Review By Daniel Lein
When I saw Unravel at the last E3 I was less than impressed. I couldn’t care less about another quirky puzzle platformer from some vague indie dev team. However when I finally got my hands on it, Unravel turned out to be something much more.
Unravel is a 2.5D puzzle platformer where you take control of Yarny, a small creature appropriately made of yarn, as you attempt to collect the memories of an average family. The story is breathtaking in both its delivery and its message. I won’t spoil anything, but I will say that it gives endearing commentary about life and love. It points out several moments of significance, but rather than focus intently on each of these, it collects them and delivers a much simpler message. As for its delivery Unravel does an excellent job of putting you in the shoes of Yarny. Though there are hardly any lines of dialogue and no real indication of what your mission is, before long you fully understand you are meant to collect preserve these moments. It’s more of an observational tale than an actual quest, yet you will certainly feel compelled to carry it out. The only issue with the story is the slight lack of context for the first few levels. It’s not a huge problem but the beginning is definitely confusing.
The gameplay for Unravel is almost flawless. There’s a lot of ingredients that go into it, but what makes it excellent is that all of Yarny’s abilities are available to you at the start of the game. This allowed the game developers to tinker and experiment with the various components. These components consist of your basic running and jumping, but more importantly the use of Yarny’s yarn tail as a whip/rope. You can use this tail to swing from ledge to ledge, tie objects together, or grab objects. There is also the prevailing difficulty of Yarny being only one long piece of yarn. All of these integral parts and pieces combine with tight controls and fluid animations to give an excellent feeling of momentum, all of that before even talking about the puzzles. The puzzles are creative and varied, but more importantly they are challenging without being impossible. If you think long enough and look at the problem from every angle you can get through the puzzle. A nice addition to the puzzle complex is the limited amount of yarn you can use to solve the puzzle. All of this suffice to say that the gameplay is fun and challenging from beginning to end. There are a small handful of puzzles however that almost require you to die to fully understand the correct course of action, but with frequent and generous check points, this isn’t a major issue.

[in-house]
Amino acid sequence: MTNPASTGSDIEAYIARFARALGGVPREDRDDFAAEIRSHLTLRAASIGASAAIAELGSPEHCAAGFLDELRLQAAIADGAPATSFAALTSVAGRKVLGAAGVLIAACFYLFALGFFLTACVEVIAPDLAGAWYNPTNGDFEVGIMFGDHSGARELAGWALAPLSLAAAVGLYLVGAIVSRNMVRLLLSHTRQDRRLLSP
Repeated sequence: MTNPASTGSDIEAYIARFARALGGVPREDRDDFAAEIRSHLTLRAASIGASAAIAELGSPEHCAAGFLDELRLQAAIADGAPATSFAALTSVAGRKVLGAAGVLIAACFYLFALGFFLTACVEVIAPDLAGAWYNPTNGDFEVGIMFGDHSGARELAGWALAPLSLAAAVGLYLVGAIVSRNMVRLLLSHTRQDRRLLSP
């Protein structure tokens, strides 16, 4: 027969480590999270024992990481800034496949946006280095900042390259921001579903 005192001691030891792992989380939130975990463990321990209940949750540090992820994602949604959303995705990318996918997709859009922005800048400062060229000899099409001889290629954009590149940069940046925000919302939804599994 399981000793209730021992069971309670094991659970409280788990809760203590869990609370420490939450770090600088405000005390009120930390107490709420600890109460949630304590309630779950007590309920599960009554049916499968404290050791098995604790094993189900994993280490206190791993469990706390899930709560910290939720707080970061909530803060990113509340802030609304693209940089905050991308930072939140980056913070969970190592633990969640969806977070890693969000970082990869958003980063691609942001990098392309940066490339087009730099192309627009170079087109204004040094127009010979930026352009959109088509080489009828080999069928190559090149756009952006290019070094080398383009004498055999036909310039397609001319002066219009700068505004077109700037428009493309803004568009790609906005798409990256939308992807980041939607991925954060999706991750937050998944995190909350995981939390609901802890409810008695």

Usually I begin reviews with the presentation, but this time I’ve saved the best for last. Unravel has some of the most beautiful graphics I have seen this generation. It masterfully plays with near photo realism and a fairy-tale like charm. Every single level looks unique and genuinely breathtaking. This is thanks in part to the level design itself. Yarny is a small character about the size of a toy, so naturally every level plays with his perspective. Some parts of levels focus in on the character in a similar way that the film “Toy Story” does, making every day objects the size of houses, and making things we would consider tiny into useful tools. Both of these effects go a long way to putting the player in a special place and a special mind during gameplay. The music is also stunning. String instruments with vocalists combine to deliver a dozen tracks, each with its own sound and feel, and each of them amazing. The music of Unravel is integral to the story-telling of the game as well, considering that the mood the music sets changes the way the player looks at the various memories they collect. Unravel has a tremendous presentation, perhaps even the best of this generation thus far.
Unravel was an amazing experience. It deliveries a heartwarming tale through a few hours of delightfully challenging gameplay and beautiful level design. Combine that with the breathtaking music and you have one of the better games of this generation
Unravel Earns a 8.5/10